The biggest obstacle to moving many of its customers to cloud-based subscriptions was Microsoft's own success. For decades of Microsoft's history, the company was wedded to its business model of selling a stack of products that included the operating system, applications and utilities, and signing up major hardware suppliers to sell the stack bundled with their systems. The company grew rich with this model, but by the mid-2000s, trouble was brewing.
Rob HelmManaging vice president of research, Directions On Microsoft
Under Ballmer's reign, the software stack model became outdated with the encroaching age of the cloud and open source software led by a new raft of competitors like AWS and Google. Nadella saw this and knew it was time to accelerate the company's cloud-based subscription business.
So, although Ballmer famously monkey-danced his way across a stage shouting "developers, developers, developers" at a Microsoft 25th anniversary event in 2000, it was Nadella who knew what Windows and non-Windows developers wanted in the age of the cloud -- and how to go about enlisting their cooperation.
"Satya decisively moved away from the full stack model and went to an IaaS model more resembling that of AWS," Helm said. "This pivot allowed them to deliver cloud services much faster than it could have otherwise. But they could not have done this without cutting Windows adrift from the rest of the stack," he said.
Open source fork in the road
Microsoft's pivot to support Linux in 2018 and open source happened "just in time," according to Gillen. While the company had open source projects underway as far back as the 2004 to 2005 timeframe, including a project to move SQL Server to Linux, it took a long while before open source was accepted across Microsoft's development groups, according to Gillen.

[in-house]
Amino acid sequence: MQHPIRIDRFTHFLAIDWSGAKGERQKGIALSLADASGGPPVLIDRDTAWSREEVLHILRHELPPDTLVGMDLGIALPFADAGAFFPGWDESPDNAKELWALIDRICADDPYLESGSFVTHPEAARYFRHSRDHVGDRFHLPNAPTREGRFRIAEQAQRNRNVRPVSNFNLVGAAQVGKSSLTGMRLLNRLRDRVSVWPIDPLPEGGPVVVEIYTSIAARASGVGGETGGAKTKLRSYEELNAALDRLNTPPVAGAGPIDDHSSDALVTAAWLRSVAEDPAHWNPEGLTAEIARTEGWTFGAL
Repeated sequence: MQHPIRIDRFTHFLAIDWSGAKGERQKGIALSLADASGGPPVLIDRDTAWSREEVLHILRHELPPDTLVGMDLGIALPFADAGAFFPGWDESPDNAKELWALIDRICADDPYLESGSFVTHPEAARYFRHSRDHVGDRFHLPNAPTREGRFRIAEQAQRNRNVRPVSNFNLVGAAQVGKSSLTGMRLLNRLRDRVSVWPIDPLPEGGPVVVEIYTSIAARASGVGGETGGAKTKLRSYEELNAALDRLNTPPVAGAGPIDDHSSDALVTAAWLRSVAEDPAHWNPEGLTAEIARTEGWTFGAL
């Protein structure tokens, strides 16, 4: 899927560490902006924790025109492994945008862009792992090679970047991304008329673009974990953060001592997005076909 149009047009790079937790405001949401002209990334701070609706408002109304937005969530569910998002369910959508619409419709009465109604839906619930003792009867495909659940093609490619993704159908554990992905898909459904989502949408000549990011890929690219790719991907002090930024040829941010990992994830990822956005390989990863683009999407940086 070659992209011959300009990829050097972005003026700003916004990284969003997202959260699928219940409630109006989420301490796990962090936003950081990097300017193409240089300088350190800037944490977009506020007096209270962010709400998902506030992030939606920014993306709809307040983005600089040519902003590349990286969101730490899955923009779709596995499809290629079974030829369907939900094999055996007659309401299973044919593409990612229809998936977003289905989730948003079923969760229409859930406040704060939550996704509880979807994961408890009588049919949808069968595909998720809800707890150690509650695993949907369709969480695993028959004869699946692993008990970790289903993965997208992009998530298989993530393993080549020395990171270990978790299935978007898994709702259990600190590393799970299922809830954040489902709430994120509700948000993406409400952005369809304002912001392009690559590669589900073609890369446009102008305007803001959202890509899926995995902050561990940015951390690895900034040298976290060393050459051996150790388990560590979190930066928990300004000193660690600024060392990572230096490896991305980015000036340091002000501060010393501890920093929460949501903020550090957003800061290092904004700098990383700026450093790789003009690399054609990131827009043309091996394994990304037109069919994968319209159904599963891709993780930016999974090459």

"A developer [inside Microsoft] once told me he would show up for meetings and the Windows guys would look at him and say, 'We don't want you at this meeting, you're the open source guy,'' Gillen said. "Frankly, looking back they were lucky to make the transition at all."
What made the transition to long-term cloud subscriptions easier for Microsoft and its users was the combination of cloud and Linux vendors who already had such licensing in play, according to Gillen.
"It became more palatable to users because they were getting more exposure to it from a variety of sources," he said.
Microsoft has so fully embraced Linux, not just by delivering Linux compatible products and cloud-based services, but through acquisitions such as GitHub, the world's largest open source repository, it is becoming hard to remember a time in Microsoft's history when the company was despised by the open source community.
"If you are a 28-year-old programmer today, you aren't aware of a time Microsoft was hated by the Linux world," Gillen said. "But I'd argue now that Microsoft is as invested in open source software as any large cloud vendor."
Microsoft cloud subscriptions start with desktops
One advantage Microsoft had over its more traditional competitors in moving to a SaaS-based subscription model was the fact that it started by moving desktop applications to the cloud instead of server-based applications that companies like IBM, Oracle and SAP were faced with.